Section 543(d) of Title 47, United States Code, mandates that a cable operator not subject to "effective competition" as defined in the statute "shall have a rate structure, for the provision of cable service, that is uniform throughout the geographic area in which cable service is provided over its cable system." 47 U.S.C. § 543(d); see 47 U.S.C. § 543( l ) (1) (defining "effective competition"). Section 224-a(4) of the New York Public Service Law ("PSL") requires that a cable television company such as Cablevision

provide to each of its subscribers at the time of the initial subscription and at least semi-annually thereafter a written description, materially accurate as of the first day of the previous month, of all programming and other services offered on the cable television system and of the rates and charges relating to such programming and other services[.]

N.Y. Pub. Serv. Law § 224-a(4)(a) (Consol.2005). Cablevision, it is alleged, has never included its Winter Season rates in the brochure it distributes pursuant to PSL § 224-a(4). Nor has it uniformly notified customers with summer residences of the existence of the Winter Season rates in any other fashion. Instead, Cablevision has instructed its employees "to advise customers about the existence of the Winter Season rates for their summer residences only if the customers request that their cable service be turned off completely during the Winter Season." Compl. ¶ 31.

Broder subscribes to Cablevision's services at his summer residence in Suffolk County, New York. "In a number of years during the Class Period," he alleges, "[he] was required to pay full rather than Winter Season rates" for these services. Compl. ¶ 6. He was unaware of the existence of the Winter Season rates until he found out about them from a friend who had received them.

On December 19, 2003, Broder filed a class action complaint against Cablevision in New York State Supreme Court, New York County. The members of the putative class were those persons who, during the Class Period, "subscribed to Cablevision for cable television services for their summer residences and were charged ... full rates rather than substantially reduced Winter Season rates for Basic Cable or Family Cable service," due to Cablevision's allegedly wrongful failure to advise them that the Winter Season rates were available. Compl. ¶ 8. On behalf of himself and the class, Broder asserted what were styled as four distinct causes of action, all arising out of the non-uniform provision and nondisclosure of the Winter Season rates.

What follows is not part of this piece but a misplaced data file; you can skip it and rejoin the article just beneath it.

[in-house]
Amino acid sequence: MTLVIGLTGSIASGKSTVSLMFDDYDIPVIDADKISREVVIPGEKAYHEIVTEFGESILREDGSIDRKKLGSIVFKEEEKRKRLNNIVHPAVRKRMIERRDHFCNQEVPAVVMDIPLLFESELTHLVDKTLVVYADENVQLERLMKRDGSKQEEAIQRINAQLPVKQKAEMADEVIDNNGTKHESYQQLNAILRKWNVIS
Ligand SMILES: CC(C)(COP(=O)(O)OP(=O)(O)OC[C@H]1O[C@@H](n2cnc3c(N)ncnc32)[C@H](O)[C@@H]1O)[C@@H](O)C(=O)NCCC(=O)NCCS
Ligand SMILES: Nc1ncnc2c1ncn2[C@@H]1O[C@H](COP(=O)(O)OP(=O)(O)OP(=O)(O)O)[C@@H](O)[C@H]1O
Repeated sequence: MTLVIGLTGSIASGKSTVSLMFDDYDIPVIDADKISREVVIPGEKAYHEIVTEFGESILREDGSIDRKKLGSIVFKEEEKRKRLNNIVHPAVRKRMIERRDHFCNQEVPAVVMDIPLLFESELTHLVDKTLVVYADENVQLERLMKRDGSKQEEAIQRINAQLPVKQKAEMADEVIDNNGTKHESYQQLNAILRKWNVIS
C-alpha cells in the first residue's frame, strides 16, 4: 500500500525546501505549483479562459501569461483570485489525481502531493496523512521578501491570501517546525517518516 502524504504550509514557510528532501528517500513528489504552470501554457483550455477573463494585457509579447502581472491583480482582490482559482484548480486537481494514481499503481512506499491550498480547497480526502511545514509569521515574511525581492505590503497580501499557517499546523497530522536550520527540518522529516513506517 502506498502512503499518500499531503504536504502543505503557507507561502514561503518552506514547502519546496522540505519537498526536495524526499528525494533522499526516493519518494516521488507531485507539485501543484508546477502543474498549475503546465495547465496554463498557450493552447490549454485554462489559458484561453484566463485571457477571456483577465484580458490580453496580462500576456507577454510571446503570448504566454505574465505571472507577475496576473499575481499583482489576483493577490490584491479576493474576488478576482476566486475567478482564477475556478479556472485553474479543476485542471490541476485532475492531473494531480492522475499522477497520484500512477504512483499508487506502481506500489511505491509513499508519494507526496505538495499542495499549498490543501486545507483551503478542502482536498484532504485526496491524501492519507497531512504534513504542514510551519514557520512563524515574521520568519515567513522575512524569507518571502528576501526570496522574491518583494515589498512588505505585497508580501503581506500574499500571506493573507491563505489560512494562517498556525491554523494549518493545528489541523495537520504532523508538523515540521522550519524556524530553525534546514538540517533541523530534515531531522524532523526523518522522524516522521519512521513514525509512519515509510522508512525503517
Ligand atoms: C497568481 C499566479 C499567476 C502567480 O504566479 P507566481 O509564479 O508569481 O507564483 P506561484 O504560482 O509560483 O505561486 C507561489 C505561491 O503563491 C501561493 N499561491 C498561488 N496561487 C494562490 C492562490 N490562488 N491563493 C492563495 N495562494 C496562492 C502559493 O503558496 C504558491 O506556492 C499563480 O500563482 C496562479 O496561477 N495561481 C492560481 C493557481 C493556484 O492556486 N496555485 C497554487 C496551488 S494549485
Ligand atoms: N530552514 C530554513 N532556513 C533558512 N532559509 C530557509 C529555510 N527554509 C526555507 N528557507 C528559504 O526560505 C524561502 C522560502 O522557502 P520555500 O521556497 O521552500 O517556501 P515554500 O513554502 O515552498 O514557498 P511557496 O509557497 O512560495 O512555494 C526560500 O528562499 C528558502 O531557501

Broder's first listed cause of action, for breach of contract, alleges that Cablevision violated the terms of its uniform customer agreement which provides, according to Broder, that "all of [Cablevision's] rates and any changes in those rates will be 'subject to applicable law.' " Compl. ¶ 27. Cablevision, the complaint asserts, breached that agreement with Broder and the other class members "by failing to provide them with the uniform rates required by 47 U.S.C. § 543(d) and by failing to provide them with the notice of the Winter Season rates as required under PSL § 224-a(4)." Compl. ¶ 36. These failures are also said to have breached the implied covenant of good faith and fair dealing.

Broder's second listed cause of action asserts violations of Section 349 of the New York General Business Law ("GBL"). Specifically, Broder alleges that "Defendants' conduct in failing to provide plaintiff and the Class with the uniform rates required